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By Cam Sivesind
Mon | May 20, 2024 | 11:27 AM PDT

The tragic accident involving the container vessel Dali that struck a road bridge in Baltimore, Maryland, last month, killing six people, has taken a turn into the cyber realm. At a U.S. House Transportation Committee hearing on Thursday, lawmakers grilled federal investigators over the possibility of malicious code contributing to the disaster.

Congressman Brandon Williams (R-NY) was particularly adamant that the National Transportation Safety Board (NTSB) needs to conduct an extremely thorough forensic examination of the Dali's systems for signs of a cyberattack or hacking incident.

"We cannot rule out foul play or malicious interference until every single component from that ship's electrical switchboards and computer networks is torn down and inspected for malicious code," Williams stated. "It's the 21st century—if this was a cyber attack, we have to get to the bottom of it."

The news comes as the Dali just this morning has been freed from its steel bridge trap and is now back in port in Baltimore to undergo further examination and preliminary repairs, before being moved again for more substantial repairs, if possible.

The Dali was outbound from Baltimore on April 28, 2024, when it struck the Francis Scott Key Bridge, a major roadway over the Patapsco River. In addition to the tragic loss of life in vehicles on the bridge, the accident closed a critical transportation corridor for weeks, even months, and resulted in tens of millions in economic losses.

While the NTSB's initial findings pointed to a "mechanical failure" related to the Dali's engines as the likely cause, Congressman Williams expressed concerns that this conclusion may be premature without exhaustive cyber forensics and testing of all shipboard computer systems.

"We're dealing with extraordinarily sophisticated threat actors looking to disrupt maritime operations and supply chains," Williams said. "The stakes are too high to not investigate this from every single angle."

Colonel Cedric Leighton, CNN Military Analyst, U.S. Air Force (Ret.), and Chairman of Cedric Leighton Associates, sees the action by Williams as positive.

"It's heartening to see Congressman Williams focus on the possibility of a cyber attack in this case. We've already had instances of ships being in the crosshairs of malicious cyber actors, so investigators need to make sure they conduct thorough cyber forensics examinations when determining the cause of any major maritime accident," Col. Leighton said. "At the moment, it doesn't seem as if the Dali was the victim of a cyber attack, but we don't know what we don't know, so it's imperative that the investigation into the causes of this incident include a thorough cyber component."

Williams and other lawmakers cited recent incidents like the 2020 cyberattack on a Russian vessel that led to a total system shutdown. They argued that a similar type of cyberattack could potentially precipitate a crash scenario like the one that occurred in Baltimore if the ship's engines failed to respond as intended.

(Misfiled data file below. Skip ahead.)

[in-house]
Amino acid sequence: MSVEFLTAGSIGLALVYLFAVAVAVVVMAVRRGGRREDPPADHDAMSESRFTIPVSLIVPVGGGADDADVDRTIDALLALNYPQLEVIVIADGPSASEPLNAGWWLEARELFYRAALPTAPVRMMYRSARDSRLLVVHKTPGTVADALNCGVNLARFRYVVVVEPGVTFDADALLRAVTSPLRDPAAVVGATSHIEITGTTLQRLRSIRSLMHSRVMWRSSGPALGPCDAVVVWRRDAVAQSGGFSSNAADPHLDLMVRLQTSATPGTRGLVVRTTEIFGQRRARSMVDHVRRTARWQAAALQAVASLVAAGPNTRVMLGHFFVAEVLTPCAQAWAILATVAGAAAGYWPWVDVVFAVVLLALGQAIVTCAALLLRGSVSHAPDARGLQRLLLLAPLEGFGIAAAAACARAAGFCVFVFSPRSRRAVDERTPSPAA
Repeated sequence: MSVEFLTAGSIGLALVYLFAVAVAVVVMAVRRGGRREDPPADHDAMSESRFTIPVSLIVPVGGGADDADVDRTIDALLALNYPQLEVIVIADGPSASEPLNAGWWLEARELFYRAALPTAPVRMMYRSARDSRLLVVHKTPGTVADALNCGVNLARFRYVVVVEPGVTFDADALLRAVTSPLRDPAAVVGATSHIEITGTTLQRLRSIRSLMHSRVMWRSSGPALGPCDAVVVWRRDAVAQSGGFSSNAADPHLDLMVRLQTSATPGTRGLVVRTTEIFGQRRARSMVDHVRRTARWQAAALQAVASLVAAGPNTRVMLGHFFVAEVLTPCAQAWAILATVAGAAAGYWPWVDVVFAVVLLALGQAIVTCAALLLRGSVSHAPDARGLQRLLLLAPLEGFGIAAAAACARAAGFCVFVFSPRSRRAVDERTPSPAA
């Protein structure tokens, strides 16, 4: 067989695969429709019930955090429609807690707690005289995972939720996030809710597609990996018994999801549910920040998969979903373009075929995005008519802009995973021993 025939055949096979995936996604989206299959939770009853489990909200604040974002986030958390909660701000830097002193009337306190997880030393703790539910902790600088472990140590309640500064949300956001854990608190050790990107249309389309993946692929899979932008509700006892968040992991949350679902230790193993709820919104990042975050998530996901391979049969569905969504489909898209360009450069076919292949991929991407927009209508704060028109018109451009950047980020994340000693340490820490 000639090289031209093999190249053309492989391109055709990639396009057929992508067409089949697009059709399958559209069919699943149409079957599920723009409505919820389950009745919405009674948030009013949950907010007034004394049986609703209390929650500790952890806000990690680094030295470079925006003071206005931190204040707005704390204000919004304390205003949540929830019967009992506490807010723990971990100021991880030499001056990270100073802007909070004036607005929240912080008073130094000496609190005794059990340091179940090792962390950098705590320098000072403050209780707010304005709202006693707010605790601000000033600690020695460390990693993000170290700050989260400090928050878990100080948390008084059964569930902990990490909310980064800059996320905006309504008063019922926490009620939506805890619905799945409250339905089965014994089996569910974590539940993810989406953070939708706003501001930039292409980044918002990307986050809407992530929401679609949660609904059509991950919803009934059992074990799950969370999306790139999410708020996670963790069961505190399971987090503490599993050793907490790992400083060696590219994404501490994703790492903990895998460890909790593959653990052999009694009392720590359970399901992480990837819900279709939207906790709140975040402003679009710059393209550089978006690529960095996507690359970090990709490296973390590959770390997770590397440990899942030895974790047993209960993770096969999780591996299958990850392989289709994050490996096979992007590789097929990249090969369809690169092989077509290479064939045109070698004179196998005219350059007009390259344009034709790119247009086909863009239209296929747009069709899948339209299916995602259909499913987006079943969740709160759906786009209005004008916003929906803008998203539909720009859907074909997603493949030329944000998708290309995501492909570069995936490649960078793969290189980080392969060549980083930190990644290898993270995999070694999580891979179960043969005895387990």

However, some cyber experts noted that major marine vessels like the Dali have significant redundancies and safeguards in place for important systems. They suggested a targeted cyberattack may be unlikely unless launched by an extremely capable nation-state adversary.

Nonetheless, the NTSB committed to undertaking more intensive digital forensics and cyber testing for the Dali investigation in conjunction with partners such as the U.S. Coast Guard. As new technologies emerge, the federal agency acknowledged that thorough cyber evaluations must become standard practice for all major transportation incidents moving forward.

[RELATED: Enhancing Maritime Security: Lessons from the Key Bridge Incident]

A court-authorized criminal investigation has also been launched by the FBI. Agents boarded the vessel on April 15th. The U.S. Coast Guard has also opened a Marine Board of Investigation to examine the causes of the casualty; it is the Coast Guard's highest level of investigative scrutiny.

"The NTSB, Coast Guard, and FBI, as well as state and local investigators, need to be able to call on cyber experts to provide as complete a picture as possible of what caused an accident," Col. Leighton said. "Eventually, forensic cyber investigators will need to be part of every major accident investigation. This becomes critically important given the fact that we know that state-sponsored malicious cyber actors are actively targeting critical supply chains. For example, through the attacks code-named 'Volt Typhoon,' we know that China is actively targeting elements of our critical infrastructure."

"Shipping and other forms of transportation are key components of our critical infrastructure, so it's logical that a ship like the Dali would be a potential target," Col. Leighton added. "And if a ship like the Dali can be made to crash into another major transportation link, like the Key Bridge, then the cyber attacker magnifies the impact of their attack. Both shipping and ground transportation in a key port are impacted. From an attacker's perspective, both the ship and the bridge are perfect targets."

Col. Leighton said, if anything, the incident and others like it highlight the need for increased focus on the possibility of bad actors at play.

"Government agencies at every level need to develop a cadre of cyber forensic investigators," he said. "This will require major investments in training and continual career development for practitioners of this essential skillset. The sooner we realize that we are all fighting a cyber war on multiple fronts, the more secure we will become."